The D.A. said last week he absolutely still believes the accuser’s story, even though he has never actually heard her tell it. Not unlike the way he has refused to let Seligman’s lawyer show him exculpatory evidence.
And that evidence—cell-phone records, surveillance video at an ATM, an I.D.-card swipe at his dorm—looks rock-solid, accounting for his whereabouts minute by minute for the hour during which the rape supposedly occurred. The Law & Order episode could write itself.
So why on earth does a heretofore well-regarded prosecutor push so … crazily to bring indictments? The Occam’s-razor answer seems compelling: politics. Mike Nifong was appointed district attorney last year, but he has to win elections to keep the job. The peak of the Democratic primary campaign coincided with the rape allegation, and just after the DNA tests came back negative, Nifong, who’s white, told a black crowd at the accuser’s college, “I assure you by my presence here that this case is not over.” Two weeks later, he won the election, narrowly, after racking up big margins among black voters.
But by then, the tide of informed opinion had started to shift dramatically. Stuart Taylor, the National Journal’s legal columnist, published two pieces excoriating Nifong. Newsweek, which had put the Duke students’ mug shots on its cover in April, ran a long piece in June making clear that the case was a travesty.
Coverage in the Times followed the same arc. Huge, prosecutor-driven news stories about the case early on, one almost every day, along with full-bore revulsion from two sports columnists, an op-ed contributor, and David Brooks. Then a surge of revisionism, led by columnists. Brooks contritely summarized the flimsiness of the prosecution case and said it amounts to a “witch hunt.” And Nick Kristof went further, depicting the case as a mirror image of the 1931 Scottsboro Boys case.
“David Brooks is a conservative,” an editor at the paper told me, so his apostasy “didn’t count” for much in the newsroom. “But then they really paid attention when Kristof reversed.”
Duff Wilson, the investigative reporter who had written many of the news stories, was by then back on the anabolic-steroid beat. “Duff is fundamentally a very good guy, a longtime straight newspaper investigator,” says a Times colleague. Over the summer, the colleague says, Wilson “was getting a lot of pressure from somewhere up above to reenter the [Duke] story in a big way. At a moment when he’s under a lot of pressure to get back in the game, he gets this one thing, which appears to reverse the narrative of the news flow.”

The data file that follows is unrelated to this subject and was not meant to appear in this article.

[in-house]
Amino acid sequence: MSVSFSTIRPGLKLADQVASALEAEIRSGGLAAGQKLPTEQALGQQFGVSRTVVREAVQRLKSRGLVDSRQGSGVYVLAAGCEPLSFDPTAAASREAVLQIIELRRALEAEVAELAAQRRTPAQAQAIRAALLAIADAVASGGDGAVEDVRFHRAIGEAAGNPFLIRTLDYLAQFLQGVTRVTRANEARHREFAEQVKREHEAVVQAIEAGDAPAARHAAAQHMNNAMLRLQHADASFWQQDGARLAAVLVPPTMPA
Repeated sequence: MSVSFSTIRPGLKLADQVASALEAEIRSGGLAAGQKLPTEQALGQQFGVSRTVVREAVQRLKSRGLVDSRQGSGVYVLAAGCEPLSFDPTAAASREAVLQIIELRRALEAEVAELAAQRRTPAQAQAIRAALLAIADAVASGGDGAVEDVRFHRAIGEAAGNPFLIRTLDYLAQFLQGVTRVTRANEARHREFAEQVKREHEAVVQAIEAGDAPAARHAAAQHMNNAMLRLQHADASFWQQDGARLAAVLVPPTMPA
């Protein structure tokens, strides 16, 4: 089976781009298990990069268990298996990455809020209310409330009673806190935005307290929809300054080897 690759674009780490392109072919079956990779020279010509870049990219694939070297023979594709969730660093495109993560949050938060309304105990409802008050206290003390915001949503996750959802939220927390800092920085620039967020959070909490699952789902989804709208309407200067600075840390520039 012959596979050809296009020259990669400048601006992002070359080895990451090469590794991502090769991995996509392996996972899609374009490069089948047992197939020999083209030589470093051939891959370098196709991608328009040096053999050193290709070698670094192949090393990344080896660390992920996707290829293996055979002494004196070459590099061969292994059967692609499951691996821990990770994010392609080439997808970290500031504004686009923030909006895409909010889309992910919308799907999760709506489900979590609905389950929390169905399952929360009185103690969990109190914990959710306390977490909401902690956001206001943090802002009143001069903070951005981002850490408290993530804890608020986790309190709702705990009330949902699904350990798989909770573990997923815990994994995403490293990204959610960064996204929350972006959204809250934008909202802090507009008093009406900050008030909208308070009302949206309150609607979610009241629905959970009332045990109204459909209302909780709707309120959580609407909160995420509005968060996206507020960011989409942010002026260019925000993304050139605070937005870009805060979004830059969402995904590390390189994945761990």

What he got was an exclusive chance to look at the prosecutor’s whole file, in particular a typed 33-page memo by the lead police investigator that had curiously surfaced in July—just as the prosecution’s case was reckoned to be falling apart. Taken at face value, the memo’s new claims (that the accuser had been hurt somehow, that her descriptions of her attackers did match the indicted men) were helpful to the prosecution, but only slightly, since they disagree with hospital records and other cops’ contemporaneous handwritten notes.
One might think: Suspicious deus ex machina, but Wilson must have thought Scoop! And so it would have been, in its modest way, if the Times had published an article on page A22. Instead, Wilson and another reporter wrote a mammoth front-page opus, clearly The Considered, Authoritative, Long-Awaited New York Times Assessment of the Duke Case.
“One area the academy, especially since McCarthyism, is supposed to stand up is cases where due process is denied.”
“The way they presented it was fatal,” a Times editor told me. But Wilson, whose manner is oddly soft and tentative for an investigative reporter, says he’s happy about the mega-amped piece. “It’s thorough.” About the case overall, he told me, “I don’t have a strong opinion on it.” And the strange thing is, I believe him.